District Court clarifies reasons for rejecting FWS decision to withdraw proposed slickspot peppergrass listing
Western Watersheds Project v. Kempthorne, Case No. CV 07-161-E-MHW, 2008 U.S. Dist. LEXIS 84017 (D. Idaho, October 17, 2008)(Honorable Mikel H. Williams, United States Magistrate Judge)
BACKGROUND: The original decision in question here was discussed in a prior ESA blawg (June 2008). That posting noted that the District Court was less-than-deferential to FWS, and that the judge's opinion could be interpreted as erroneously ordering FWS to use an expert peer review panel -- something that the Endangered Species Act does not require. In this opinion, in response to a motion for reconsideration, the District Court further explained its reasons for rejecting the FWS January 2007 decision to withdraw a rule previously proposed in 2002 to list the slickspot peppergrass as a threatened species.
EXCERPT: When the FWS decided to not present the new information to the Science Panel, the FWS violated the requirement to base their decision on the best available scientific evidence. Surely the FWS is not now contending that they went through all of the effort of assembling the 2006 BAI, having it peer reviewed, and convening seven experts in high desert plants to study the information if that entire process would in some manner give them something less than the best scientific information upon which to make their decision. To put it another way, having the FWS managers, who were not experts on high desert plants, decide that the Slickspot peppergrass was not a threatened species based on their own interpretation of the "new" evidence was not based on the best scientific evidence then available. If these managers were experts in this field, then one may properly ask why the Science Panel was thought to be appropriate and important in the first place. And without going through each item of "new" evidence, it is particularly troubling that the Science Panel never had an opportunity to comment on the Executive Summary in the Menke and Kaye 2006b report, which states that declining population trends of Slickspot peppergrass indicated a decrease in abundance range-wide. Rather than contradicting the extinction risk assessment by the Science Panel, the new information could have very well offered further support for the conclusions of the Science Panel.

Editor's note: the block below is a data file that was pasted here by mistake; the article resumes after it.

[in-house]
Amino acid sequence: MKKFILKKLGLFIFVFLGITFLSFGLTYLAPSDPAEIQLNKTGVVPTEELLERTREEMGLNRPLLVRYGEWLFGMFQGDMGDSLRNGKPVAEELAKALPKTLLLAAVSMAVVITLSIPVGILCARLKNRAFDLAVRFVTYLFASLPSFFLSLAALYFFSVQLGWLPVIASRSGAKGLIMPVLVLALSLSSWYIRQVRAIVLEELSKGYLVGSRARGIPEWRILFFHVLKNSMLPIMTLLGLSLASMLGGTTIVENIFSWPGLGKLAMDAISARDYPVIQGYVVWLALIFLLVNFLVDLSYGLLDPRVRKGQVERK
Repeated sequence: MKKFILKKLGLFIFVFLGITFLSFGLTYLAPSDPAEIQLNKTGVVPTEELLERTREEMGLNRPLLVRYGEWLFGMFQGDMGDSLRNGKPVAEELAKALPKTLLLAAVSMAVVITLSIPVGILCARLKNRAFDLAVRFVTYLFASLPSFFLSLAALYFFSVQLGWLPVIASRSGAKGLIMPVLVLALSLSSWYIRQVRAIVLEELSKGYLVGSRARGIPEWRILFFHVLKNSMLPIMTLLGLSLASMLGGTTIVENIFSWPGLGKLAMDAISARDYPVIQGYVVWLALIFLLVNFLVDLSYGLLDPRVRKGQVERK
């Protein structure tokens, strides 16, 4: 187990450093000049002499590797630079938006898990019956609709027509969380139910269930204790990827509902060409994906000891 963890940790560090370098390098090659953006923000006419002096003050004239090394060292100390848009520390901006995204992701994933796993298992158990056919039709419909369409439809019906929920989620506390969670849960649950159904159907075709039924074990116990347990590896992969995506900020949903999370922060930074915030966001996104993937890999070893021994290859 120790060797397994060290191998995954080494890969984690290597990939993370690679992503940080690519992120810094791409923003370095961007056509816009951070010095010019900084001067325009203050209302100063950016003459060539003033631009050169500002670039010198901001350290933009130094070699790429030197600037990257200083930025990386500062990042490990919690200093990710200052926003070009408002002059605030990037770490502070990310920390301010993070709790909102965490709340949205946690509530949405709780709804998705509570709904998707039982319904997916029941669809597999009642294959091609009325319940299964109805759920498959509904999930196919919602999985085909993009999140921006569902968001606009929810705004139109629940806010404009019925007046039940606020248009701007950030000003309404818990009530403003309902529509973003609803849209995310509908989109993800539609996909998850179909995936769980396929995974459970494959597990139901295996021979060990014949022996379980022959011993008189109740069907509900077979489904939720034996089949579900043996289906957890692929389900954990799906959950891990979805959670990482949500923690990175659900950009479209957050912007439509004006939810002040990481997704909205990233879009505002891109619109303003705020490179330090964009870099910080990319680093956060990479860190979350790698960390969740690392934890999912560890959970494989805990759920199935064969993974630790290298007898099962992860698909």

The Court agrees with the FWS, based on the cases cited earlier, that the "best scientific and commercial data available" standard cannot require an agency to conduct independent studies, for example conducting a walking tour of an 8.6 million acre site or further testing to determine the effects of various environmental factors. See Arizona Cattle Growers' Ass'n v. Kempthorne, 534 F. Supp. 2d 1013, 1027 n. 6 (D. Ariz. 2008); Cook Inlet Beluga Whale v. Daley, 156 F. Supp. 2d 16, 19-20 (D. D.C. 2001). The Court's remand order is not remotely close to these examples. The Court is not asking the FWS to conduct independent studies or other further testing. The information that the FWS contends called into questions the previous recommendations of Manager Panels I and II was "available" and could have been considered. Instead, the Court is ordering that the FWS base its decision on the best scientific information then available about the Slickspot peppergrass. While they may be more than one path to arrive at the best scientific information, certainly following the procedures that the FWS had already decided from the very beginning were appropriate in this case, would logically lead to a decision based on the best science.